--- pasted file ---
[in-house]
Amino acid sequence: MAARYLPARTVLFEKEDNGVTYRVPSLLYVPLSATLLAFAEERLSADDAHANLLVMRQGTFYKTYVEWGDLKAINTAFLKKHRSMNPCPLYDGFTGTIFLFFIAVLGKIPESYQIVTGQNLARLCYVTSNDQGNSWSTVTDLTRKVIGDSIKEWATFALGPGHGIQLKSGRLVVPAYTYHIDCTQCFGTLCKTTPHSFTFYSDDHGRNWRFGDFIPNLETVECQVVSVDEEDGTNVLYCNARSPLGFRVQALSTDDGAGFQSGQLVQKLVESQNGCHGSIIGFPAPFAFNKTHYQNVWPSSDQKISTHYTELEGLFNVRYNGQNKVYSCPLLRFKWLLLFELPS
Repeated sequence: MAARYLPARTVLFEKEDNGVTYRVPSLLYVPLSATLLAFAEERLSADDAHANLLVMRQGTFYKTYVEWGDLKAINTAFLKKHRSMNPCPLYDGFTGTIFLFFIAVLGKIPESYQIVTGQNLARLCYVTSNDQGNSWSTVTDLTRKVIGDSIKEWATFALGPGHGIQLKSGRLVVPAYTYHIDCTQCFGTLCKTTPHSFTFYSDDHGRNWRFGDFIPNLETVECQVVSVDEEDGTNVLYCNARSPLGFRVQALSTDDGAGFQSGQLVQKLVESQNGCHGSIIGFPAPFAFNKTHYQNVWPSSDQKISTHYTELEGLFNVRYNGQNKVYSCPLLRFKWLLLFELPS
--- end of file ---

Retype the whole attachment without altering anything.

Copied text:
[in-house]
Amino acid sequence: MAARYLPARTVLFEKEDNGVTYRVPSLLYVPLSATLLAFAEERLSADDAHANLLVMRQGTFYKTYVEWGDLKAINTAFLKKHRSMNPCPLYDGFTGTIFLFFIAVLGKIPESYQIVTGQNLARLCYVTSNDQGNSWSTVTDLTRKVIGDSIKEWATFALGPGHGIQLKSGRLVVPAYTYHIDCTQCFGTLCKTTPHSFTFYSDDHGRNWRFGDFIPNLETVECQVVSVDEEDGTNVLYCNARSPLGFRVQALSTDDGAGFQSGQLVQKLVESQNGCHGSIIGFPAPFAFNKTHYQNVWPSSDQKISTHYTELEGLFNVRYNGQNKVYSCPLLRFKWLLLFELPS
Repeated sequence: MAARYLPARTVLFEKEDNGVTYRVPSLLYVPLSATLLAFAEERLSADDAHANLLVMRQGTFYKTYVEWGDLKAINTAFLKKHRSMNPCPLYDGFTGTIFLFFIAVLGKIPESYQIVTGQNLARLCYVTSNDQGNSWSTVTDLTRKVIGDSIKEWATFALGPGHGIQLKSGRLVVPAYTYHIDCTQCFGTLCKTTPHSFTFYSDDHGRNWRFGDFIPNLETVECQVVSVDEEDGTNVLYCNARSPLGFRVQALSTDDGAGFQSGQLVQKLVESQNGCHGSIIGFPAPFAFNKTHYQNVWPSSDQKISTHYTELEGLFNVRYNGQNKVYSCPLLRFKWLLLFELPS